Int 1 Task 1

Topics: 2004 Indian Ocean earthquake, Tsunami, Pacific Tsunami Warning Center Pages: 7 (1977 words) Published: June 24, 2013
The Smallest Particle?

The Atom. Adapted from “Newton Typepad“ website, 2008, http://newton.typepad.com/content/2008/07/atom-powered-co.html

As far back, from my school years, as I can remember the word atom signified the smallest particle of matter. This is a very layman like attitude a scientist would abhor, because a scientist knows that this concept of ‘the smallest particle of matter' has been changing rapidly over the years. The Greeks, it is said, coined the word “atom”. When this concept was articulated by the Greeks, there were no electronic equipments or high-tech labs to verify and further explore this “atom”. Technological advances have given today’s physicists the needed methods and means to explore matter in ways never possible in the early days of the atom.

John Dalton(1766-1844): Father of the Modern Atomic Theory
John Dalton theorized that(John Dalton. (2013). The Biography Channel website. Retrieved Jun 05, 2013, from http://www.biography.com/people/john-dalton-9265201.):

John Dalton, Adapted from “Biography.com” website, http://www.biography.com/pe ople/john-dalton-9265201

•Elements are distinguishable by the weight of their atoms • Atoms cannot be created or destroyed • Atoms fuse together to form compounds • Atoms of the same element are identical in every way. • Atom is the smallest particle.

The most basic description that is universally understood, would be, that matter is made of atoms. Now in today’s “enlightened” world, this would be too simple of a statement to make categorically. It becomes necessary for us to take into account the advances in atom science and be able to qualify our statement. We must further state, that though matter is made up of atoms, they are no longer the smallest particles of matter. Let us begin a journey through time to be able to appreciate our understanding, of how the concept of the “smallest particle of matter” has changed over time. The first modern day proponents of the atomic theory held pretty much the same belief as the Greeks. The big difference was though the more detailed descriptions of the atomic structure and properties.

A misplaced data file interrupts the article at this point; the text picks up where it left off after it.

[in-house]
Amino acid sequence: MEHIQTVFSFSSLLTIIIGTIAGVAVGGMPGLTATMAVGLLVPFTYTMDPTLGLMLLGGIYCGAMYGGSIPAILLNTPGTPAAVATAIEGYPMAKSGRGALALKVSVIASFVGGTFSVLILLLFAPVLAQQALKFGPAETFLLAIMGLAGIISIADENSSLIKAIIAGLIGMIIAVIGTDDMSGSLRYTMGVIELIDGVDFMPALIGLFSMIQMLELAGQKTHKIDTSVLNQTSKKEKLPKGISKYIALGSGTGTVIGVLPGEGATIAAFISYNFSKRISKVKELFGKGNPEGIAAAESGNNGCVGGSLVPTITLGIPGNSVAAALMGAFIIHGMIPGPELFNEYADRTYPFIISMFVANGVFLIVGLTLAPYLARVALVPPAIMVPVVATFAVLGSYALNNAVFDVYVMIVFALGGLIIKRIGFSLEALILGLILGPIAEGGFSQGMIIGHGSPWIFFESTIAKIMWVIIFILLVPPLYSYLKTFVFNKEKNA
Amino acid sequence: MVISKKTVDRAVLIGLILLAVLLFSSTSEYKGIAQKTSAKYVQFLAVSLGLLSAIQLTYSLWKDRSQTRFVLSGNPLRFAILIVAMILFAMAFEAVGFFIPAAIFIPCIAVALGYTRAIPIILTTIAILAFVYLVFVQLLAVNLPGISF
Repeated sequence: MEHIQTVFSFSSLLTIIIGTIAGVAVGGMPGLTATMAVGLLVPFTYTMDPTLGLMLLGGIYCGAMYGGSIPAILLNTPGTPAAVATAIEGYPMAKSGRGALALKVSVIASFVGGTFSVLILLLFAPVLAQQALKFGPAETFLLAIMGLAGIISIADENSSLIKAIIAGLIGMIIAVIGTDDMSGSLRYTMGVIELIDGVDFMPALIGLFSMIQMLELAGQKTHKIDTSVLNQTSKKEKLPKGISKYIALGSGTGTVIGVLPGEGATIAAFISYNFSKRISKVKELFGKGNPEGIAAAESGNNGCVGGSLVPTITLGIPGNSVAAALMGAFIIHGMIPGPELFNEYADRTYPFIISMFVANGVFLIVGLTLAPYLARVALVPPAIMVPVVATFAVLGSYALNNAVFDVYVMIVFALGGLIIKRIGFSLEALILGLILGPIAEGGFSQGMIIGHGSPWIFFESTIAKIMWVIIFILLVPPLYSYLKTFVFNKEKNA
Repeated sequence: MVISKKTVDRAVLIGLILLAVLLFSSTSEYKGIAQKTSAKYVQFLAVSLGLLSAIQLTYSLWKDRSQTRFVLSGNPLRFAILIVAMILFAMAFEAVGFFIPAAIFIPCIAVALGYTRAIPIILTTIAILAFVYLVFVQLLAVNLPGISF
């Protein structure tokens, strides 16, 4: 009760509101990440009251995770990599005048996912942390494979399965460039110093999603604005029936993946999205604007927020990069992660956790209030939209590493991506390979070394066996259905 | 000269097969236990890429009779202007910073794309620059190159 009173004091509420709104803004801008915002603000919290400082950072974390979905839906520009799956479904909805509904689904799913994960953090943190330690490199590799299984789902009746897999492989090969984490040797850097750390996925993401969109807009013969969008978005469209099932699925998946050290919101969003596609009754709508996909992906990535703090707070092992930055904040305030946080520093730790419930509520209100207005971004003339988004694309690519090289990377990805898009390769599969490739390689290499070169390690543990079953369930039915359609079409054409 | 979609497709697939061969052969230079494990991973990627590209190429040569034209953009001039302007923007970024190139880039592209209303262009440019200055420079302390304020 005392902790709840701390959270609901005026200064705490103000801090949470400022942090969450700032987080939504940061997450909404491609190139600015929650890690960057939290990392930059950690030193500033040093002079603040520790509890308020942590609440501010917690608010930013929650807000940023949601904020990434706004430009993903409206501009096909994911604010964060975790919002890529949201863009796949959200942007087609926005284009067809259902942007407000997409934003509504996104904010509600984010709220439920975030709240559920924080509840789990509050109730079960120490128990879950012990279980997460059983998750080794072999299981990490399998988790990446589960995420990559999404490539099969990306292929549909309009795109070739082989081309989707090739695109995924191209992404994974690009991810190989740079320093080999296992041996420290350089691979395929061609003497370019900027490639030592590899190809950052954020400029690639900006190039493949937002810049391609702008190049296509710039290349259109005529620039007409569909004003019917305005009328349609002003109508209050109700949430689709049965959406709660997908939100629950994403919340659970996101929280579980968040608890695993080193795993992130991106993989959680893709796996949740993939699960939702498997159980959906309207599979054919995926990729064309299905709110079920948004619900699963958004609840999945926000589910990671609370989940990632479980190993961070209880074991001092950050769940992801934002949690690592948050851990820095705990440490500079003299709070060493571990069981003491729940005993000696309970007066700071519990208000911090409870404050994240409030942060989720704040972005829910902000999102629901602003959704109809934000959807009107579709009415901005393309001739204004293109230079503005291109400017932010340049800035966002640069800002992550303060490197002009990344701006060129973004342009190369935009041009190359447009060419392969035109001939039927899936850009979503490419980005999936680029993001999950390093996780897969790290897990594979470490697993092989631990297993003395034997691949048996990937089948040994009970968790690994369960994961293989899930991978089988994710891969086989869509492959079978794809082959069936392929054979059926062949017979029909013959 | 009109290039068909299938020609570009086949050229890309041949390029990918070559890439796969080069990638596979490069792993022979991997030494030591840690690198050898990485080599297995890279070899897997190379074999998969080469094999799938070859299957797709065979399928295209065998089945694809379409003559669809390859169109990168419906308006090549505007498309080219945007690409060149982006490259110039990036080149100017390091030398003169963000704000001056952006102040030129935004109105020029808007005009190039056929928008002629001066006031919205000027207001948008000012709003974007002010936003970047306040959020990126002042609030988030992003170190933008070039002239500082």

Electrons Exist
The discovery of electrons was an earth (matter) shattering incident in science. Till that time the accepted notion was that atoms were the smallest particle and there was no way of breaking up the atom into smaller particles. It was unthinkable. Then, as our theme for the task suggests, science changes with time and discoveries. In 1906 a British scientist by the name of Sir Joseph John Thomson won the Nobel Prize in Physics. This very same scientist, in 1904, travelled to the USA to present his research, through which he announced to the world his discovery of the “electron”. He thus forever changed the then held concept of the atom being the smallest particle. JJ Thomson theorized that (Joseph John Thomson. (2013). The Chemical Heritage Foundation website. Retrieved Jun 05, 2013, from http://www.chemheritage.org/discover/online-resources/chemistry-inhistory/themes/atomic-and-nuclear-structure/thomson.aspx)

Nucleus, adapted from “hubpages” website, http://theeskimo.hubpages.co m/hub/chem101atom

JJ Thomson, adapted from “chemheritage.org” website, http://www.chemheritage.org/discover/onlineresources/chemistry-in-history/themes/atomic-andnuclear-structure/thomson.aspx

•Atoms are composed of a positive charge with negatively charged electrons present. • Positive charge is equal to that of the negative charge thereby rendering an Atom neutral.

Journey of Atomic Research